Hustling: A Prerequisite for (Startup) Success; or Maybe Just BS?

“The first principle is that you must not fool yourself — and you are the easiest person to fool.”

“Cargo Cult Science

“The (Hustle) Talk”

Whether you’re new to startups or being in this space forever I bet you had “the (hustle) talk”.

As matter of fact, is not really a talk…is more like a lecture if I may say so.

Which pretty much goes something like this:

If you’re not hustling, you’re losing

Yep, is short, sweet, and to the point.

And sort of binary I may add!  

Either you do it, or you’re destined to fail.

But what does hustle really mean?

Well according to our friend Adam Pittenger, a ‘believer’:

Hustle is saying no to happy hour to prepare a pitch deck. Hustle is waking up early on a Saturday to write a new company blog post. Hustle is quitting Clash of Clans because it took more than 5 minutes of your day. Hustle is skipping dinner and a movie because that $50 is two months of your team’s Github plan.”

Or said differently, is the notion that unless you absolutely devote your whole life to your thing & burn both ends of the candle you won’t make it as an entrepreneur.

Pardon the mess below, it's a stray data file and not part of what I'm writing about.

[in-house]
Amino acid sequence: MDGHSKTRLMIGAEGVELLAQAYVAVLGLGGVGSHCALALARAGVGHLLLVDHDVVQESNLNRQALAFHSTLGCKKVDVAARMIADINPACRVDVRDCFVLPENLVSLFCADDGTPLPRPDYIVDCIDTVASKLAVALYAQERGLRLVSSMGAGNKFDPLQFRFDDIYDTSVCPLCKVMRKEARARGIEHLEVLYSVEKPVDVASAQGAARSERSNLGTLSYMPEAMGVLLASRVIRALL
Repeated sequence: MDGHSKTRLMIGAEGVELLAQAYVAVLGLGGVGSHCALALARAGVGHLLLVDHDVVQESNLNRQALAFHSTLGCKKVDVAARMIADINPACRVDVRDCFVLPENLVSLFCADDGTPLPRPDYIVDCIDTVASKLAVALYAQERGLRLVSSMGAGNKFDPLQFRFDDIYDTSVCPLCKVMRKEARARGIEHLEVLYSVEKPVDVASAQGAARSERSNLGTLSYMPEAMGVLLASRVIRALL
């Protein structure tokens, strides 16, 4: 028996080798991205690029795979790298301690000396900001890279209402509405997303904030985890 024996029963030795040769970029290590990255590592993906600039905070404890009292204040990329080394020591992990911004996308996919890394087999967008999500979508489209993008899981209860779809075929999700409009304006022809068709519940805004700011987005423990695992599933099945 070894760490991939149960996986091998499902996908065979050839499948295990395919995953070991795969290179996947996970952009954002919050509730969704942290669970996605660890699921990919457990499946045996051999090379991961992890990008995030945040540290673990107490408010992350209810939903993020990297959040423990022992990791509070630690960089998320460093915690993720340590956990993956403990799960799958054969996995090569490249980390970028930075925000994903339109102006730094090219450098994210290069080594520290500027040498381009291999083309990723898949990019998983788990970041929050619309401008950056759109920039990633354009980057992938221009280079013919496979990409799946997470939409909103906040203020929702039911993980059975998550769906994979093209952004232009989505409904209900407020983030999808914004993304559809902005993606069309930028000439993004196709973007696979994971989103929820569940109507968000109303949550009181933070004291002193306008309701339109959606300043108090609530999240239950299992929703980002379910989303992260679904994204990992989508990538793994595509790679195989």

So, today’s question?

It couldn’t be more straightforward…

Is hustling a core ingredient to a startup’s success; or maybe just BS?

Ok, let’s jump straight into this.

The Case For Hustling

So, why many think hustling is a prerequisite for (startup) success?

4 words…

No Pain, No Gain!

Not surprised, right?

After all, we have all trained to believe that nothing good in life comes easy…

But if we get back to Adam’s definition & read between the lines… (ok, this might be a stretch as it’s pretty obvious) you’ll see that he is not just talking about hard work.

That’s right – other than that, he indirectly touches another key premise behind the concept of hustling.

Which is of course the idea that you have to be willing to do things that others won’t…

Because, if you think about it working hard is so intrinsic in most societies (especially in the Western world) that it makes it almost ‘business as usual’ for the majority of people.

But a true hustler not only works hard but also goes above and beyond ‘the call of duty’ (aka as going all in, big time) and do what others won’t even dare to think…

Think that is hard?